Album Review: Tristan B – ‘Porcelain’.

“Wide-eyed and spacious, poppy and quiet, strangely shy-sounding and warm with a chill… fully formed with the flaws that go with.”

There’s a singular type of science fiction future that sounds a particular way. All those well known and lesser loved movies we saw where the future’s defined by glacier shaped synths, ice-frosted sounds, where the Mother-sized spaceships run off Amstrad green typeface and the 80s survived every eon… That’s the world Tristan B lives and thrives in.

Somewhere between an EP and album, these six songs tap into those features. There’s no sly self awareness, no ironic nod-gestures and no hint of revivalist tie-in. I’m wrapped up in how timeless it feels even though it’s exactly the opposite. Between smooth angled pitches, simple pulse base notes and end credit themes, there’s a lost isolation in wide open worlds and a flow of both fear and excitement.

The title and opening track ‘Porcelain’ could be Blancmange at their warmest. Broad backing textures sooth simplified beats, handclaps in reverb punctuate blue skies and singular notes move to back up the vocals. His voice comes out hushed and unhurried amongst waves of sustain that surround, that uneasy comfort of light gothic shoegaze ties the synthwork to cool swathes of dream pop.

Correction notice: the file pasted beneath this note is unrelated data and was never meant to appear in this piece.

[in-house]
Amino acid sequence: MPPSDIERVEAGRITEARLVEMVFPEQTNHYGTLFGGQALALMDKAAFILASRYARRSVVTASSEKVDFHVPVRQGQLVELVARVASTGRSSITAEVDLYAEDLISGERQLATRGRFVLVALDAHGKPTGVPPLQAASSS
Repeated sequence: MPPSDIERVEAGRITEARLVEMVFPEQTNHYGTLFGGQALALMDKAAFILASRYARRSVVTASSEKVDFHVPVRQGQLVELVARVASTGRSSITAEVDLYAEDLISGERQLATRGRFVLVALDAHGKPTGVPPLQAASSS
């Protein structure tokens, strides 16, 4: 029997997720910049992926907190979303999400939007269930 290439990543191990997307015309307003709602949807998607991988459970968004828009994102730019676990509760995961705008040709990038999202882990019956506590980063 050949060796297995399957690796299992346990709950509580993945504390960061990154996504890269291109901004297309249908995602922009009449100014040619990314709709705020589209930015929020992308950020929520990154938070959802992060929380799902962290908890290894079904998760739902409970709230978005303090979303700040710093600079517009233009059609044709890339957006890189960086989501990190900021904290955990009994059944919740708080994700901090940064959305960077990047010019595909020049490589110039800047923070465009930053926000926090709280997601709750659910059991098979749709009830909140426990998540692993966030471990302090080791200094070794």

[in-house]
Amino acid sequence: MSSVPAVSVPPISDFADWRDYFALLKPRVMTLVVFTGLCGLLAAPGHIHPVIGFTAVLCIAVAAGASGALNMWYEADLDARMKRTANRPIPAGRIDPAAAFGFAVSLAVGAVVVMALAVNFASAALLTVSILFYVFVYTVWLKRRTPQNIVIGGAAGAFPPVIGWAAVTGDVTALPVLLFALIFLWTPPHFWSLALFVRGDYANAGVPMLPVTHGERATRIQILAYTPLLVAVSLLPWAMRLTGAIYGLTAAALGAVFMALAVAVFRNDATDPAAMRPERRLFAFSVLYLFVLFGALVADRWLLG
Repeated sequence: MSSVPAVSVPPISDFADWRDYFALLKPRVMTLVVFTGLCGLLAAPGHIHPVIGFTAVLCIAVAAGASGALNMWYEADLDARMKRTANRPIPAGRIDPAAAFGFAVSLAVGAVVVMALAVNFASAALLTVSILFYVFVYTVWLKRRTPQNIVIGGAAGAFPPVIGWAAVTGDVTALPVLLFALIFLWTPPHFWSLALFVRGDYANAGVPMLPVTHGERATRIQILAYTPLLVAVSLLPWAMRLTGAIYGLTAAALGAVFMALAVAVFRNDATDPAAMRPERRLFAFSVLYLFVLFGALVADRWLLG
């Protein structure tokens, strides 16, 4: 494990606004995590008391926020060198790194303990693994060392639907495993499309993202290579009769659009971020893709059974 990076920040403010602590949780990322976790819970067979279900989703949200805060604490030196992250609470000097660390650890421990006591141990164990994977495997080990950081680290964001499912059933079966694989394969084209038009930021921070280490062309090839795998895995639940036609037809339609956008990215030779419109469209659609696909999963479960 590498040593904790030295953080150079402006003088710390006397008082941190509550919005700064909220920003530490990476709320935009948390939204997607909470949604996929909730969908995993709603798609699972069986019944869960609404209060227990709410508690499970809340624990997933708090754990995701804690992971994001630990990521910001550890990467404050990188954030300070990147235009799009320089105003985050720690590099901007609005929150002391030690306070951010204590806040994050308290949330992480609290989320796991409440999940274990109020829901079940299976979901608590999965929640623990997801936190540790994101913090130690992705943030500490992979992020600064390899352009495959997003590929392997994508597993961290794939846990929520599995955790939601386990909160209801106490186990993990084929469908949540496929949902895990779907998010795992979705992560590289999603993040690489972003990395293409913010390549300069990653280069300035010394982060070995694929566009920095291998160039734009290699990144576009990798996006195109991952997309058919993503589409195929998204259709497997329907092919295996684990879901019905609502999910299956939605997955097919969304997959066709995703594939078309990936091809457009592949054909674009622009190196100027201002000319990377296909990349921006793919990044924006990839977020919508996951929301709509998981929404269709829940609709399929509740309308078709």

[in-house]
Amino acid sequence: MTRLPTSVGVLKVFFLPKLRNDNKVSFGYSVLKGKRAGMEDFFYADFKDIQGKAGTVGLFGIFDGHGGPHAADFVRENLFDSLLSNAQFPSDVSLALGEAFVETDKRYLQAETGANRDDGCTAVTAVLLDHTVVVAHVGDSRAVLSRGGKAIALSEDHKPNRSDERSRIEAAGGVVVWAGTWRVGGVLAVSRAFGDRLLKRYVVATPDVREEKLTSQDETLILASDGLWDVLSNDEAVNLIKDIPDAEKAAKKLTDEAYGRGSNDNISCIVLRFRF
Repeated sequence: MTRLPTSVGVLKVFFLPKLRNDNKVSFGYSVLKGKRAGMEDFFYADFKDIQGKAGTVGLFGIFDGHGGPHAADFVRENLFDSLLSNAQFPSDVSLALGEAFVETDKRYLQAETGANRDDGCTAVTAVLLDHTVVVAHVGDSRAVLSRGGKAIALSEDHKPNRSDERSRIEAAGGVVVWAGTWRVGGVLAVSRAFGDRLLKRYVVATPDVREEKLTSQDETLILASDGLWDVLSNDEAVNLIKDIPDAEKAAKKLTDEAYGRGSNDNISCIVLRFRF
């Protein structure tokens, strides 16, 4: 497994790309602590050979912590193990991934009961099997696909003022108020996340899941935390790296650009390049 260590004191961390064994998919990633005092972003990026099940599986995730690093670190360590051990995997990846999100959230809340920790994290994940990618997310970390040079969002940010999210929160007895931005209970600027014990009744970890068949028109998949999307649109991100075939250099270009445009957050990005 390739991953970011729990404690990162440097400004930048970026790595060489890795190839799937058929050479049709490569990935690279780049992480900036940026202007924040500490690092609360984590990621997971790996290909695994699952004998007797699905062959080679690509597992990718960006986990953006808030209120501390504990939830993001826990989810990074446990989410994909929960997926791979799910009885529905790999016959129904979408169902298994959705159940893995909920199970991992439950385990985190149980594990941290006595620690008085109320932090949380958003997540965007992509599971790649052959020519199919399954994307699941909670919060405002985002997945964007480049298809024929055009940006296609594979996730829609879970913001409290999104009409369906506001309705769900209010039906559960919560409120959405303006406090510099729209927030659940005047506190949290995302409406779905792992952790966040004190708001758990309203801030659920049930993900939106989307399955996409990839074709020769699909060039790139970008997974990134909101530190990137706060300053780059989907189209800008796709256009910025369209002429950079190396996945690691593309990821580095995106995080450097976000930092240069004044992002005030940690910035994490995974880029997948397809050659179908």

Uncluttered and unfussed is central, they act like dual mantras throughout. No extraneous sound can be found anyplace no matter how hard you might hunt. ‘About You’ thumbs a live (or live sounding) bass to dark sparkle synth and pressed drums. There’s the low running vocals and their occasional swell, a one off modulation cascade. And yet with the little there is that gives flesh to the song it all feels full, almost homely and warm. If loneliness and shyness could be worn for comfort, we’d be snug in their fleeces and wraps.

From these opening tracks I skip right to my highlights, bypassing the under worked ‘Esther’. ‘Esther’s a soft pitch for low isolation that never quite reaches its depths. But ‘City Rain’ follows and redeems the release, this could be film theme or stand alone single; it’s fourth track on album and stuck on repeat as I move through its wash-softened hooks.

Carried by broken arpeggios and bass, vocals work a rare tune front and centre. The hush of the words and the tone is still there but I’ve got something to sharp to latch onto. Jilted synth repetitions, melancholic surroundings, a feel of lowlight and warm air, it’s simplicity holds it together. ‘City Rain’ could be Alan Vega or ‘Dream Baby Dream‘ and it plays with its ease like a toy. ‘Identity’ completes this twin dream-pop setup, more Beach House and Tamaryn in scope. This could have been worked to anthemic proportions but it’s restrained and lovingly underpowered. Here in its home of retro scifi futures where new wave and manmade meet with minamalist cool, I’m glad it’s been left as it is.   

I’ve been sat on this release for weeks, let it bleed into playlists and listening. In that time ‘Porcelain‘ has moved from comfort / nostalgia into something that holds its own space. Wide eyed and spacious, poppy and quiet, strangely shy-sounding and warm with a chill, fully formed with the flaws that go with. In spite of its neatness, clean edges and synthwork, it just sounds endearingly …human. 

‘Porcelain’ is out now on cassette and download from the excellent Other Voices Records.

I wish this was available on Spotify so I could add it to Rats On Run Radio.